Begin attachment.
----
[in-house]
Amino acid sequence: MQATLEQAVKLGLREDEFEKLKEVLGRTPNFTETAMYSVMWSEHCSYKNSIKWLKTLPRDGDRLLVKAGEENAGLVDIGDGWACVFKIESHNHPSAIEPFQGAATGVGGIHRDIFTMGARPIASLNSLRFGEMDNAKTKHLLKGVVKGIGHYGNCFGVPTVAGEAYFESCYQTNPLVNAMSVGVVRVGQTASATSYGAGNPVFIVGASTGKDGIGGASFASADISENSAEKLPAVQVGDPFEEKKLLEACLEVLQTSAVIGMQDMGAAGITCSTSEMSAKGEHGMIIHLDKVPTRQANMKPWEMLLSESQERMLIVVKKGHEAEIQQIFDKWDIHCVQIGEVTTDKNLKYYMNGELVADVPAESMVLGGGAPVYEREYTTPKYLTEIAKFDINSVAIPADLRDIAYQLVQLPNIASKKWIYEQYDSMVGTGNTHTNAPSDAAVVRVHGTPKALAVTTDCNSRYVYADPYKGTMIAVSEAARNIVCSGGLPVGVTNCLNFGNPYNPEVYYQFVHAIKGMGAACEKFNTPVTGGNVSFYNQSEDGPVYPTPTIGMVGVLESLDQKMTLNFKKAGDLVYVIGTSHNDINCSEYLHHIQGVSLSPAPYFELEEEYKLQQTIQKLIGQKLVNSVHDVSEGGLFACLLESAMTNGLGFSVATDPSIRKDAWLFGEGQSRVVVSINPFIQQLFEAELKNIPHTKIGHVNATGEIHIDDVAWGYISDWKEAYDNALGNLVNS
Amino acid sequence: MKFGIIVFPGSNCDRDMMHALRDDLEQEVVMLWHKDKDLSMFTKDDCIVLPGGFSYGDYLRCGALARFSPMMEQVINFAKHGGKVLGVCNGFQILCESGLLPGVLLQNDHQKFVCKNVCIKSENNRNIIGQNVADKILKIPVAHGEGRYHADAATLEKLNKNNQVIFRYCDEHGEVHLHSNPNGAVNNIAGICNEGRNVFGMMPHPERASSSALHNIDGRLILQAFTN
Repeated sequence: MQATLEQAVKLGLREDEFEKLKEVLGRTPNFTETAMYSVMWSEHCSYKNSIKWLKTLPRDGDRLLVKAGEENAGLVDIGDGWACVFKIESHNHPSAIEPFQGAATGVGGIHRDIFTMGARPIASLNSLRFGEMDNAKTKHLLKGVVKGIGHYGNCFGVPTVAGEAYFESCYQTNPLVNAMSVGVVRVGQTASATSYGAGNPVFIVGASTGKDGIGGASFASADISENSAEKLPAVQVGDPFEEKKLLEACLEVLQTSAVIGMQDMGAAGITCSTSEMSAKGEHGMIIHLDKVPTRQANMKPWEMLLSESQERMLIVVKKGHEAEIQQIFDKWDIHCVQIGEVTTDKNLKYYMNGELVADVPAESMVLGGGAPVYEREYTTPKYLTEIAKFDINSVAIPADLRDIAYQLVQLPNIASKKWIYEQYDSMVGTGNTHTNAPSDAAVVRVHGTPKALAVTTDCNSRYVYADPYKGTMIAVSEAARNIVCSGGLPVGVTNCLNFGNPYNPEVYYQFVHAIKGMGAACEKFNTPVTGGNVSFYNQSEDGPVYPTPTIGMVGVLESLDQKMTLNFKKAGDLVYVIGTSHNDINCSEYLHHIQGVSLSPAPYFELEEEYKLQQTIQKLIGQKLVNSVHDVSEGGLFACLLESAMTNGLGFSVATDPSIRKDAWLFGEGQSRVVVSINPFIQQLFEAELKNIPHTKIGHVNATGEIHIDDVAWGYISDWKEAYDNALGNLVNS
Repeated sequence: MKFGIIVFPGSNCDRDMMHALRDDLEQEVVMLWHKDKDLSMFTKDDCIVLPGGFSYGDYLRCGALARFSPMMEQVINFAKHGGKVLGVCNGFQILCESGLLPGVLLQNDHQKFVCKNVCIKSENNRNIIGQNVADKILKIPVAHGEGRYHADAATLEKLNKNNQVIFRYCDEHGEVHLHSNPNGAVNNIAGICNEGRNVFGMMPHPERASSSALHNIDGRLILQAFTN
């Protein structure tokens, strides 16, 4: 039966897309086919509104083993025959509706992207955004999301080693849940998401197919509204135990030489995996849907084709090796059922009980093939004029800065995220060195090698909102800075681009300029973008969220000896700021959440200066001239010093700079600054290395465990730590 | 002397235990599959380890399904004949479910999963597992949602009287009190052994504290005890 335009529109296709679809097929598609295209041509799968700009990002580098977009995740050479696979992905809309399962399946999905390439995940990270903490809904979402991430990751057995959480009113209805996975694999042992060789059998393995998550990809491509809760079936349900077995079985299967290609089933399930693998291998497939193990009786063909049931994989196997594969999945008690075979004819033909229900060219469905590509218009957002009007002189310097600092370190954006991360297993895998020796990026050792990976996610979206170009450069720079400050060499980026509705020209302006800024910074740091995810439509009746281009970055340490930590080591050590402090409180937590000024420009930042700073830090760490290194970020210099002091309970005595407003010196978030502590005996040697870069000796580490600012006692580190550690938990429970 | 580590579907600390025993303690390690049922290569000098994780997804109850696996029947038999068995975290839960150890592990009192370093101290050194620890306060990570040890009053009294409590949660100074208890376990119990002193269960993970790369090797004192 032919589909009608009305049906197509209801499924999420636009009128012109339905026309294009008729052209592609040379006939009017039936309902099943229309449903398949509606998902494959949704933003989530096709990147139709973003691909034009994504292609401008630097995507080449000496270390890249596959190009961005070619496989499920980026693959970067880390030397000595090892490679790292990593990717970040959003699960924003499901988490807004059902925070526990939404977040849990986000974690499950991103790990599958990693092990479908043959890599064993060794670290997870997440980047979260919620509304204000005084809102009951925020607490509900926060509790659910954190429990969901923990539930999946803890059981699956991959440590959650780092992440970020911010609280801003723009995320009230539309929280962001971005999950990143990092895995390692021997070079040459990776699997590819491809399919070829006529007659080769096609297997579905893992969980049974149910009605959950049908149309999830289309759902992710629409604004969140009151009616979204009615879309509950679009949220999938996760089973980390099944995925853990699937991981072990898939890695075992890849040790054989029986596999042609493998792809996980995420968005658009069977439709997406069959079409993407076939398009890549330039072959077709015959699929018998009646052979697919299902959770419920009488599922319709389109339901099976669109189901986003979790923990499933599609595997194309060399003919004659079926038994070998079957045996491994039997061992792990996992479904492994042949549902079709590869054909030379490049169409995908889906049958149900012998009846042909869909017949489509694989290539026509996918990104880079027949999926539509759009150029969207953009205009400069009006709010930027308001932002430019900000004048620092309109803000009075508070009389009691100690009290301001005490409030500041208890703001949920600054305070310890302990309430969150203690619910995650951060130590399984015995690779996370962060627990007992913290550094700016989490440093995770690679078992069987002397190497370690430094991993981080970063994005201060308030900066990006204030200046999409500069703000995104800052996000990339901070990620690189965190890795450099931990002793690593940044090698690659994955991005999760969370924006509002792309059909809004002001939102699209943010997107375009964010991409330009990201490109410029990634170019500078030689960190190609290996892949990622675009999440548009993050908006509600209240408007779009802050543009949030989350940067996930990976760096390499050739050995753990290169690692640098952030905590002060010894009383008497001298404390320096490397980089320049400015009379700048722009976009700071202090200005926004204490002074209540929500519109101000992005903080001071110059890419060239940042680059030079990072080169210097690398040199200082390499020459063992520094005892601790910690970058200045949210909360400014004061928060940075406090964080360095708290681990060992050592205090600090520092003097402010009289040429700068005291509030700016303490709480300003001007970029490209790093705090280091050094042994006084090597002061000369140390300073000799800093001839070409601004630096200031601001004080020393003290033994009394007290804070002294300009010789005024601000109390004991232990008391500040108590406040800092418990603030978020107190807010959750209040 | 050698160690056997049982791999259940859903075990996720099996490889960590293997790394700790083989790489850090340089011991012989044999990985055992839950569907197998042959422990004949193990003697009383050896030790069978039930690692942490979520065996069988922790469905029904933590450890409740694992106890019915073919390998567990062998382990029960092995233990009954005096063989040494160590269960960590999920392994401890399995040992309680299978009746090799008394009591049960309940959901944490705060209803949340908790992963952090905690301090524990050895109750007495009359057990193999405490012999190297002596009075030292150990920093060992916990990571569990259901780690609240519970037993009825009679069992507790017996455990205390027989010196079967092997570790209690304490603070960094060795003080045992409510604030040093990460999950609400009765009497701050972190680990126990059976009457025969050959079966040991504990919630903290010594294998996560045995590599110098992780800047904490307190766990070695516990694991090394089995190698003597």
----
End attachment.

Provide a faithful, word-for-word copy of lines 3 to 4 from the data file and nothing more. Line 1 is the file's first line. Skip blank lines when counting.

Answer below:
Amino acid sequence: MKFGIIVFPGSNCDRDMMHALRDDLEQEVVMLWHKDKDLSMFTKDDCIVLPGGFSYGDYLRCGALARFSPMMEQVINFAKHGGKVLGVCNGFQILCESGLLPGVLLQNDHQKFVCKNVCIKSENNRNIIGQNVADKILKIPVAHGEGRYHADAATLEKLNKNNQVIFRYCDEHGEVHLHSNPNGAVNNIAGICNEGRNVFGMMPHPERASSSALHNIDGRLILQAFTN
Repeated sequence: MQATLEQAVKLGLREDEFEKLKEVLGRTPNFTETAMYSVMWSEHCSYKNSIKWLKTLPRDGDRLLVKAGEENAGLVDIGDGWACVFKIESHNHPSAIEPFQGAATGVGGIHRDIFTMGARPIASLNSLRFGEMDNAKTKHLLKGVVKGIGHYGNCFGVPTVAGEAYFESCYQTNPLVNAMSVGVVRVGQTASATSYGAGNPVFIVGASTGKDGIGGASFASADISENSAEKLPAVQVGDPFEEKKLLEACLEVLQTSAVIGMQDMGAAGITCSTSEMSAKGEHGMIIHLDKVPTRQANMKPWEMLLSESQERMLIVVKKGHEAEIQQIFDKWDIHCVQIGEVTTDKNLKYYMNGELVADVPAESMVLGGGAPVYEREYTTPKYLTEIAKFDINSVAIPADLRDIAYQLVQLPNIASKKWIYEQYDSMVGTGNTHTNAPSDAAVVRVHGTPKALAVTTDCNSRYVYADPYKGTMIAVSEAARNIVCSGGLPVGVTNCLNFGNPYNPEVYYQFVHAIKGMGAACEKFNTPVTGGNVSFYNQSEDGPVYPTPTIGMVGVLESLDQKMTLNFKKAGDLVYVIGTSHNDINCSEYLHHIQGVSLSPAPYFELEEEYKLQQTIQKLIGQKLVNSVHDVSEGGLFACLLESAMTNGLGFSVATDPSIRKDAWLFGEGQSRVVVSINPFIQQLFEAELKNIPHTKIGHVNATGEIHIDDVAWGYISDWKEAYDNALGNLVNS